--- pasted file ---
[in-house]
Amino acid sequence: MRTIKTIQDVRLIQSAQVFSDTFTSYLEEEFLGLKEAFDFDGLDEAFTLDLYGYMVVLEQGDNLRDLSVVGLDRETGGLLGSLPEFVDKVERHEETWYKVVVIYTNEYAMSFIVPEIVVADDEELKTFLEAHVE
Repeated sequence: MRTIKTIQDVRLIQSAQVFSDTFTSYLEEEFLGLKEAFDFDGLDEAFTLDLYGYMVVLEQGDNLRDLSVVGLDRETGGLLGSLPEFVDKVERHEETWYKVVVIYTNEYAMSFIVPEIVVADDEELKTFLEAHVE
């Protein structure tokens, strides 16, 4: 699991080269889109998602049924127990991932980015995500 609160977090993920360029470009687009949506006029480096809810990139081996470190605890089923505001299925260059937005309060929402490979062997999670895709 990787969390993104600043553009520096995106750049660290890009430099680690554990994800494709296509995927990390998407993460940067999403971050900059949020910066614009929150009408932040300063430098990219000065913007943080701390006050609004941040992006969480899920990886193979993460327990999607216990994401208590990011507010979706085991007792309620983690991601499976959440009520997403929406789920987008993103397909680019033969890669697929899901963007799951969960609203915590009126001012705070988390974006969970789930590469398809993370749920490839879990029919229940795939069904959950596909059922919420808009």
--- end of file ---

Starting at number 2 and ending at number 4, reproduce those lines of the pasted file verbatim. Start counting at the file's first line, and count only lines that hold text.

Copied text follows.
Amino acid sequence: MRTIKTIQDVRLIQSAQVFSDTFTSYLEEEFLGLKEAFDFDGLDEAFTLDLYGYMVVLEQGDNLRDLSVVGLDRETGGLLGSLPEFVDKVERHEETWYKVVVIYTNEYAMSFIVPEIVVADDEELKTFLEAHVE
Repeated sequence: MRTIKTIQDVRLIQSAQVFSDTFTSYLEEEFLGLKEAFDFDGLDEAFTLDLYGYMVVLEQGDNLRDLSVVGLDRETGGLLGSLPEFVDKVERHEETWYKVVVIYTNEYAMSFIVPEIVVADDEELKTFLEAHVE
């Protein structure tokens, strides 16, 4: 699991080269889109998602049924127990991932980015995500 609160977090993920360029470009687009949506006029480096809810990139081996470190605890089923505001299925260059937005309060929402490979062997999670895709 990787969390993104600043553009520096995106750049660290890009430099680690554990994800494709296509995927990390998407993460940067999403971050900059949020910066614009929150009408932040300063430098990219000065913007943080701390006050609004941040992006969480899920990886193979993460327990999607216990994401208590990011507010979706085991007792309620983690991601499976959440009520997403929406789920987008993103397909680019033969890669697929899901963007799951969960609203915590009126001012705070988390974006969970789930590469398809993370749920490839879990029919229940795939069904959950596909059922919420808009």